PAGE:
Telling family stories : gay and lesbian couples and the performance of family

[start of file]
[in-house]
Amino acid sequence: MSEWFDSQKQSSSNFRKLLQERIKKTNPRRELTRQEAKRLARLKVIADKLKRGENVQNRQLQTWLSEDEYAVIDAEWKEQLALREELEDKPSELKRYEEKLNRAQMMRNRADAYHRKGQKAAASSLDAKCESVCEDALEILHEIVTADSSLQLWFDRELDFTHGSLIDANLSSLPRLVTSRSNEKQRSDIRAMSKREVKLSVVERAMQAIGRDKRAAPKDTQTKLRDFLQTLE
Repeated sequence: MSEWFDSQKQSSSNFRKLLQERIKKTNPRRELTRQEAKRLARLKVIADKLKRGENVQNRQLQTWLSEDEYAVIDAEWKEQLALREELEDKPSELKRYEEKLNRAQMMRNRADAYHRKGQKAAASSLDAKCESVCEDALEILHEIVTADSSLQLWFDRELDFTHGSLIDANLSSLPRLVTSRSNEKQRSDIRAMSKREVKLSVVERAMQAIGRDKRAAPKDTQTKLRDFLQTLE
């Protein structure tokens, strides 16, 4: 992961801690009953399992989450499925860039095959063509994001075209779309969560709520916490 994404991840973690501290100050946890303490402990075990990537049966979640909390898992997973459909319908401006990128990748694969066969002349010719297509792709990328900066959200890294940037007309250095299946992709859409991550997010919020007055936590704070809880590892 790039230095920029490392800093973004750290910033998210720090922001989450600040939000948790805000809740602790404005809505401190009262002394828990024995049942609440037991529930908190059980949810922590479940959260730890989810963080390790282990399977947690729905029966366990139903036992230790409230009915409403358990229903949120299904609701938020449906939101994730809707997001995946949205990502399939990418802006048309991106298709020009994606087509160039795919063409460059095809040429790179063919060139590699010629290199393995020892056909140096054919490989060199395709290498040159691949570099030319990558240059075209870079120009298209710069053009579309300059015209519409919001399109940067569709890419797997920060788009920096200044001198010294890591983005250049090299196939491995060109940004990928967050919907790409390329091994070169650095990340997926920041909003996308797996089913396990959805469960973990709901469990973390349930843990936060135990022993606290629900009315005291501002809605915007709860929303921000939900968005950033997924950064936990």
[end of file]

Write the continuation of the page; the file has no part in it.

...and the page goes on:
This project addresses the experiences of 30 gay and lesbian individuals in longterm relationships. Narratives are conceptualized in this study as tools used by individuals for personal and psychological purposes. My analysis reveals that disclosure narratives told by gay and lesbian individuals functionally privilege the intimate couple's resilience. In doing so, individuals perform family in a counter-hegemonic way by subverting the importance of non-supportive family of origin. I also suggest individuals tell post-disclosure life event narratives to conceptualize changes in their relationships. These narratives further illustrate how the performance of family is contextually constructed. Finally, I argue that although such narratives function to transgress hegemonic family forms, the same narrative constructions concurrently and overtly avoid challenging oppressive structures of family by allowing family member's actions to go uncontested. In this way, these narratives reinscribe meanings of family rather than act as transformative agents that could further destabilize constructions of hegemonic family.